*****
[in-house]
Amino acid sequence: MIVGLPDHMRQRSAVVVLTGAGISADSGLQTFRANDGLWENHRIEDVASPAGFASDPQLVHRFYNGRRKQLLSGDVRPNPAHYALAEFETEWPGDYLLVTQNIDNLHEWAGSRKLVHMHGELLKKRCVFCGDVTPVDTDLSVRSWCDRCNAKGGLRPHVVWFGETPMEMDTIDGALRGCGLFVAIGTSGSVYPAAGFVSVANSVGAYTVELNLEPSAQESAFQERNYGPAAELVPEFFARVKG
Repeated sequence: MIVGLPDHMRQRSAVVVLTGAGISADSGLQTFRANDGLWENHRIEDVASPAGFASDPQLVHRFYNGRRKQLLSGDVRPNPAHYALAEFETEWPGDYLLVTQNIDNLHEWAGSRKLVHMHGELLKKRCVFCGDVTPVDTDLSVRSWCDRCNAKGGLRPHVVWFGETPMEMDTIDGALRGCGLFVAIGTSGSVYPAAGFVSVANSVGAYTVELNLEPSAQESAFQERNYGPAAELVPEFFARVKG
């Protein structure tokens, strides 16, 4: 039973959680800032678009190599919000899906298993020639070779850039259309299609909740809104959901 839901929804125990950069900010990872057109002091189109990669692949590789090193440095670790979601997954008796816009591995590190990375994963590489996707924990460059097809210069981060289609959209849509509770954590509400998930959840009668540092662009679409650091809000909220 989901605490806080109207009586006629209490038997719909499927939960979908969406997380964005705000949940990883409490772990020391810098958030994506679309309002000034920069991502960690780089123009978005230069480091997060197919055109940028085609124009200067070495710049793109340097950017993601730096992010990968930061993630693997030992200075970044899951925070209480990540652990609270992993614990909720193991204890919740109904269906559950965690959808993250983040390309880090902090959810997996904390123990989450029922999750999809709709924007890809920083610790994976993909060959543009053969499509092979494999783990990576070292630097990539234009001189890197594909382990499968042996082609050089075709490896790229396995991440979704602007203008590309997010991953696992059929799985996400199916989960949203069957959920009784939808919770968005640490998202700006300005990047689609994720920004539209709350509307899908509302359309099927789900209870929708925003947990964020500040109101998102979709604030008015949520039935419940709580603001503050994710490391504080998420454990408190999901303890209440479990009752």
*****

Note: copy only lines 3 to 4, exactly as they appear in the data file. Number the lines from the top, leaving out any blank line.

Repeated sequence: MIVGLPDHMRQRSAVVVLTGAGISADSGLQTFRANDGLWENHRIEDVASPAGFASDPQLVHRFYNGRRKQLLSGDVRPNPAHYALAEFETEWPGDYLLVTQNIDNLHEWAGSRKLVHMHGELLKKRCVFCGDVTPVDTDLSVRSWCDRCNAKGGLRPHVVWFGETPMEMDTIDGALRGCGLFVAIGTSGSVYPAAGFVSVANSVGAYTVELNLEPSAQESAFQERNYGPAAELVPEFFARVKG
């Protein structure tokens, strides 16, 4: 039973959680800032678009190599919000899906298993020639070779850039259309299609909740809104959901 839901929804125990950069900010990872057109002091189109990669692949590789090193440095670790979601997954008796816009591995590190990375994963590489996707924990460059097809210069981060289609959209849509509770954590509400998930959840009668540092662009679409650091809000909220 989901605490806080109207009586006629209490038997719909499927939960979908969406997380964005705000949940990883409490772990020391810098958030994506679309309002000034920069991502960690780089123009978005230069480091997060197919055109940028085609124009200067070495710049793109340097950017993601730096992010990968930061993630693997030992200075970044899951925070209480990540652990609270992993614990909720193991204890919740109904269906559950965690959808993250983040390309880090902090959810997996904390123990989450029922999750999809709709924007890809920083610790994976993909060959543009053969499509092979494999783990990576070292630097990539234009001189890197594909382990499968042996082609050089075709490896790229396995991440979704602007203008590309997010991953696992059929799985996400199916989960949203069957959920009784939808919770968005640490998202700006300005990047689609994720920004539209709350509307899908509302359309099927789900209870929708925003947990964020500040109101998102979709604030008015949520039935419940709580603001503050994710490391504080998420454990408190999901303890209440479990009752």